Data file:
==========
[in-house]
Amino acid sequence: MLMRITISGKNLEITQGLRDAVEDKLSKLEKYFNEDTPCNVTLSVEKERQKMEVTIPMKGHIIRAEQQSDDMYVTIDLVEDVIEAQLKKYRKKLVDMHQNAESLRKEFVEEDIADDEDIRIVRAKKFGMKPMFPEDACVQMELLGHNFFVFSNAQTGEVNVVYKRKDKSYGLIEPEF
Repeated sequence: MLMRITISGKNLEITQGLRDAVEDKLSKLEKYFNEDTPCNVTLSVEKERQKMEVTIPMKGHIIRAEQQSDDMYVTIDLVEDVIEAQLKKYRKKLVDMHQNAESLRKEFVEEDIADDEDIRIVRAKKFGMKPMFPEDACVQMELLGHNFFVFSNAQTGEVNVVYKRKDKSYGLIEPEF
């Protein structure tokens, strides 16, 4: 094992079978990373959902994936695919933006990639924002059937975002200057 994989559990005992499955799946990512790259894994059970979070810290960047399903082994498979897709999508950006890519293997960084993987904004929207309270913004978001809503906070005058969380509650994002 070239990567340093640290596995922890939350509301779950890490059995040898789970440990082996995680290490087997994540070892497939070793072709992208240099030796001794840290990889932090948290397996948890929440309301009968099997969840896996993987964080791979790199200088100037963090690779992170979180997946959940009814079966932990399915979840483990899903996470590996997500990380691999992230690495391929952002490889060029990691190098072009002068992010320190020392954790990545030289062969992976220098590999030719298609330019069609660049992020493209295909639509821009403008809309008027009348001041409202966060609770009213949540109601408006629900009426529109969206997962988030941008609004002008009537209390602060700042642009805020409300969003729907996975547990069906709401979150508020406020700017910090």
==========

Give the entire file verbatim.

[in-house]
Amino acid sequence: MLMRITISGKNLEITQGLRDAVEDKLSKLEKYFNEDTPCNVTLSVEKERQKMEVTIPMKGHIIRAEQQSDDMYVTIDLVEDVIEAQLKKYRKKLVDMHQNAESLRKEFVEEDIADDEDIRIVRAKKFGMKPMFPEDACVQMELLGHNFFVFSNAQTGEVNVVYKRKDKSYGLIEPEF
Repeated sequence: MLMRITISGKNLEITQGLRDAVEDKLSKLEKYFNEDTPCNVTLSVEKERQKMEVTIPMKGHIIRAEQQSDDMYVTIDLVEDVIEAQLKKYRKKLVDMHQNAESLRKEFVEEDIADDEDIRIVRAKKFGMKPMFPEDACVQMELLGHNFFVFSNAQTGEVNVVYKRKDKSYGLIEPEF
């Protein structure tokens, strides 16, 4: 094992079978990373959902994936695919933006990639924002059937975002200057 994989559990005992499955799946990512790259894994059970979070810290960047399903082994498979897709999508950006890519293997960084993987904004929207309270913004978001809503906070005058969380509650994002 070239990567340093640290596995922890939350509301779950890490059995040898789970440990082996995680290490087997994540070892497939070793072709992208240099030796001794840290990889932090948290397996948890929440309301009968099997969840896996993987964080791979790199200088100037963090690779992170979180997946959940009814079966932990399915979840483990899903996470590996997500990380691999992230690495391929952002490889060029990691190098072009002068992010320190020392954790990545030289062969992976220098590999030719298609330019069609660049992020493209295909639509821009403008809309008027009348001041409202966060609770009213949540109601408006629900009426529109969206997962988030941008609004002008009537209390602060700042642009805020409300969003729907996975547990069906709401979150508020406020700017910090």